The same court decided In re Lisa M. (1986) 177 Cal. App. 3d 915 [225 Cal. Rptr. 7], in which an incompetent mother appealed certain orders of the juvenile court. The appellate court reviewed the procedural history of the case. The court noted the first permanency planning hearing resulted in an order for county counsel to initiate termination proceedings and that "order of reference to initiate proceedings to terminate parental control [186 Cal. App. 3d 151] [was] not itself appealable," citing Candy S. (Id, at p. 918.) However, the mother appealed only from the orders emanating from a second review and permanency planning hearing. At the end of that hearing, "[t]he juvenile court referee continued Lisa's placement with Ernest and Claudia M. and again ordered the county counsel to initiate Civil Code section 232 termination proceedings." (Ibid) The court in Lisa M. later stated: "Yet, although that order constitutes an appealable 'order after judgment' (§ 395; Cal. Rules of Court, rule 1396(b)), in reality it operates as an interim order which merely continued Lisa's placement with her great-aunt and uncle while simultaneously initiating section 232 proceedings." (Id, at p. 919.) It appears the court in Lisa M. considered appealable the placement order, but not the reference order. The court then declared the appeal moot because of the intervening Civil Code section 232 order terminating the mother's parental rights. (Ibid)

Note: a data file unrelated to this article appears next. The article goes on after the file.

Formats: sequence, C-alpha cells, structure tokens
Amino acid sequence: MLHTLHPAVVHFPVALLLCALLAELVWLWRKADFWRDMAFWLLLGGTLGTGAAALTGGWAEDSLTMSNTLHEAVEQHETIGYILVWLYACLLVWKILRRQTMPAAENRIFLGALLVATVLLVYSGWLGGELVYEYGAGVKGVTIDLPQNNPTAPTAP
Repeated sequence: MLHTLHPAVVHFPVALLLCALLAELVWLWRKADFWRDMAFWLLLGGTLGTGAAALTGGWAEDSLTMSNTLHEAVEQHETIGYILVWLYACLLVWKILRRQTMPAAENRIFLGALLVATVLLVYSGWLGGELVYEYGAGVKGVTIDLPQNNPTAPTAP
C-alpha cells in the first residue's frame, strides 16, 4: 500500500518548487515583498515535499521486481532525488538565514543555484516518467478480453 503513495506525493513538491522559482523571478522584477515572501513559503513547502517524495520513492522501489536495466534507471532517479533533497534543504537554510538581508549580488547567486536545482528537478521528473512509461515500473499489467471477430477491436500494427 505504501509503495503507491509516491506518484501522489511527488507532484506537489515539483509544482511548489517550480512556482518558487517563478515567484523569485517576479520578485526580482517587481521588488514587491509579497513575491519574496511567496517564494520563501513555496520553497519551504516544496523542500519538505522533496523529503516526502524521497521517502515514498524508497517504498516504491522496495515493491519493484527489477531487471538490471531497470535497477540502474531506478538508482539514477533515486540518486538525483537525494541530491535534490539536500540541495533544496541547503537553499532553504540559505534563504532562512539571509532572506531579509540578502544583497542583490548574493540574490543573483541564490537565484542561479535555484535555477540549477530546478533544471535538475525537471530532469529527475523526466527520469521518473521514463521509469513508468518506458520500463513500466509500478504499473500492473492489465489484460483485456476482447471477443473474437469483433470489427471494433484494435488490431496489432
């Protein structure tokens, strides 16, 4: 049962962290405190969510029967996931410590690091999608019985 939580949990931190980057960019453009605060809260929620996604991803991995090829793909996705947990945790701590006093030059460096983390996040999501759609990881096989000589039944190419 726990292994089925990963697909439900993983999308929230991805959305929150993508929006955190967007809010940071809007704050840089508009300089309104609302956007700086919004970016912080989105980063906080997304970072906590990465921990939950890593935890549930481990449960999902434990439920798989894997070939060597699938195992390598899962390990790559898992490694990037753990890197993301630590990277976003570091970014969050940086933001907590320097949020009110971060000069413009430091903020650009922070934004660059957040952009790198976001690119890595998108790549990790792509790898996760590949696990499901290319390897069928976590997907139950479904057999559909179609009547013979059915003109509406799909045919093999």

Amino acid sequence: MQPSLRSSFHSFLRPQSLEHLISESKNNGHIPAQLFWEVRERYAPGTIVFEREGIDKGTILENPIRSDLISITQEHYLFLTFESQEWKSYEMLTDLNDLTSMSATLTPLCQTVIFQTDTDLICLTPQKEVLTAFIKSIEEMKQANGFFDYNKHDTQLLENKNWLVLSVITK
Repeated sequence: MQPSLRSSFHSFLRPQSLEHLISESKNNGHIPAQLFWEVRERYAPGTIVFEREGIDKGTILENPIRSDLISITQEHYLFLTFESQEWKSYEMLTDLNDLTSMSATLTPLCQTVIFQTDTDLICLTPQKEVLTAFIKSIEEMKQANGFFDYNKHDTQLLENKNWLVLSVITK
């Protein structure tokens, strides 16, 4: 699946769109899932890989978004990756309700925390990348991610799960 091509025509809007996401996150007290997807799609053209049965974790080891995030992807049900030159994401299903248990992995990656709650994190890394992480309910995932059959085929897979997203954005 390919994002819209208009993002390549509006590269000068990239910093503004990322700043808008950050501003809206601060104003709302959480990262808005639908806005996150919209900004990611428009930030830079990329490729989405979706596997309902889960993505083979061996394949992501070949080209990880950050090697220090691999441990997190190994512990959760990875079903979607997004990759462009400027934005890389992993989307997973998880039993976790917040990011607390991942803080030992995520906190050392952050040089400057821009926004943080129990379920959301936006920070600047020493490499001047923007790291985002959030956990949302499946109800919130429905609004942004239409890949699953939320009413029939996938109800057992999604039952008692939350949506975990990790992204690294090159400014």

Section 395 provides: "A judgment in a proceeding under Section 300 may be appealed from in the same manner as any final judgment, and any subsequent order may be appealed from as from an order after judgment; but no such order or judgment shall be stayed by the appeal, unless, pending the appeal, suitable provision is made for the maintenance, care, and custody of the person alleged or found to come within the provisions of Section 300, and unless the provision is approved by an order of the juvenile court. The appeal shall have precedence over all other cases in the court to which the appeal is taken.

"A judgment or subsequent order entered by a referee shall become appealable whenever proceedings pursuant to Section 252, 253, or 254 have become completed or, if proceedings pursuant to Section 252, 253, or 254 are not initiated, when the time for initiating the proceedings has expired.

"An appellant unable to afford counsel shall be provided a free copy of the transcript."